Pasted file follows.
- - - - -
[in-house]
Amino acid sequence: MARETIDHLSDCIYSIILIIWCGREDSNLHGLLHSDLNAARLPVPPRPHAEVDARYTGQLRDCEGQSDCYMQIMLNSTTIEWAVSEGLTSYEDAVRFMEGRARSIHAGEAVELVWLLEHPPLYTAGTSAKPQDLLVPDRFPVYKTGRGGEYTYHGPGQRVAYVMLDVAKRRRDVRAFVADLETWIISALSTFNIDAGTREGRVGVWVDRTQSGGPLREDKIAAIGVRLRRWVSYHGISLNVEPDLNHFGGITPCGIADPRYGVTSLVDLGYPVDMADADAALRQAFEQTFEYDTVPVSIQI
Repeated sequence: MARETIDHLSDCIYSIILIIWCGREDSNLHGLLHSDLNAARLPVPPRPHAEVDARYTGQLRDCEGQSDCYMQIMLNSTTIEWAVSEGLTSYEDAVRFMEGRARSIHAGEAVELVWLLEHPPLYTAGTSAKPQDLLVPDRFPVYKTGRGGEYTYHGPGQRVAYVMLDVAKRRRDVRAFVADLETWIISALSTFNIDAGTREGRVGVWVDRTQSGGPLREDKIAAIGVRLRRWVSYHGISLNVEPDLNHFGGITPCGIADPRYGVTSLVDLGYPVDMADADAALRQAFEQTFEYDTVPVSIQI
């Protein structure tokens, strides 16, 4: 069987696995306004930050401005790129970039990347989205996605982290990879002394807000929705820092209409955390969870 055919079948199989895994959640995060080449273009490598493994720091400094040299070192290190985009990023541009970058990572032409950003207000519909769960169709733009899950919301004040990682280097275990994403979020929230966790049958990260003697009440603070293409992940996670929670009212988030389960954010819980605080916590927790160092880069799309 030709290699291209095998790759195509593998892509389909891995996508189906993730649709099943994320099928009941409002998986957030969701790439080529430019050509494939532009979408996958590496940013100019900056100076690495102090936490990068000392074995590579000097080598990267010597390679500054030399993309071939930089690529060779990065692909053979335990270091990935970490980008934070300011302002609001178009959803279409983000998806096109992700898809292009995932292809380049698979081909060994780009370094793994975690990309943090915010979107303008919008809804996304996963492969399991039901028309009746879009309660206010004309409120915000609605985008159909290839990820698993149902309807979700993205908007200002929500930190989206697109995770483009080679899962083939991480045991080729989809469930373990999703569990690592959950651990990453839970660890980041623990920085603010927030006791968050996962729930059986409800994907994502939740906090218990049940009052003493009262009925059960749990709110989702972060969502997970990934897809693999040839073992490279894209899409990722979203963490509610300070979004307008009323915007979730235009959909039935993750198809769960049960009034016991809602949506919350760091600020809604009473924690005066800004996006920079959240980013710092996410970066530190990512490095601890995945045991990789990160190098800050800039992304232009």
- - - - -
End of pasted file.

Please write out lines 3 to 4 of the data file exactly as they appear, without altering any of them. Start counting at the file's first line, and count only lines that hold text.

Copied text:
Repeated sequence: MARETIDHLSDCIYSIILIIWCGREDSNLHGLLHSDLNAARLPVPPRPHAEVDARYTGQLRDCEGQSDCYMQIMLNSTTIEWAVSEGLTSYEDAVRFMEGRARSIHAGEAVELVWLLEHPPLYTAGTSAKPQDLLVPDRFPVYKTGRGGEYTYHGPGQRVAYVMLDVAKRRRDVRAFVADLETWIISALSTFNIDAGTREGRVGVWVDRTQSGGPLREDKIAAIGVRLRRWVSYHGISLNVEPDLNHFGGITPCGIADPRYGVTSLVDLGYPVDMADADAALRQAFEQTFEYDTVPVSIQI
């Protein structure tokens, strides 16, 4: 069987696995306004930050401005790129970039990347989205996605982290990879002394807000929705820092209409955390969870 055919079948199989895994959640995060080449273009490598493994720091400094040299070192290190985009990023541009970058990572032409950003207000519909769960169709733009899950919301004040990682280097275990994403979020929230966790049958990260003697009440603070293409992940996670929670009212988030389960954010819980605080916590927790160092880069799309 030709290699291209095998790759195509593998892509389909891995996508189906993730649709099943994320099928009941409002998986957030969701790439080529430019050509494939532009979408996958590496940013100019900056100076690495102090936490990068000392074995590579000097080598990267010597390679500054030399993309071939930089690529060779990065692909053979335990270091990935970490980008934070300011302002609001178009959803279409983000998806096109992700898809292009995932292809380049698979081909060994780009370094793994975690990309943090915010979107303008919008809804996304996963492969399991039901028309009746879009309660206010004309409120915000609605985008159909290839990820698993149902309807979700993205908007200002929500930190989206697109995770483009080679899962083939991480045991080729989809469930373990999703569990690592959950651990990453839970660890980041623990920085603010927030006791968050996962729930059986409800994907994502939740906090218990049940009052003493009262009925059960749990709110989702972060969502997970990934897809693999040839073992490279894209899409990722979203963490509610300070979004307008009323915007979730235009959909039935993750198809769960049960009034016991809602949506919350760091600020809604009473924690005066800004996006920079959240980013710092996410970066530190990512490095601890995945045991990789990160190098800050800039992304232009």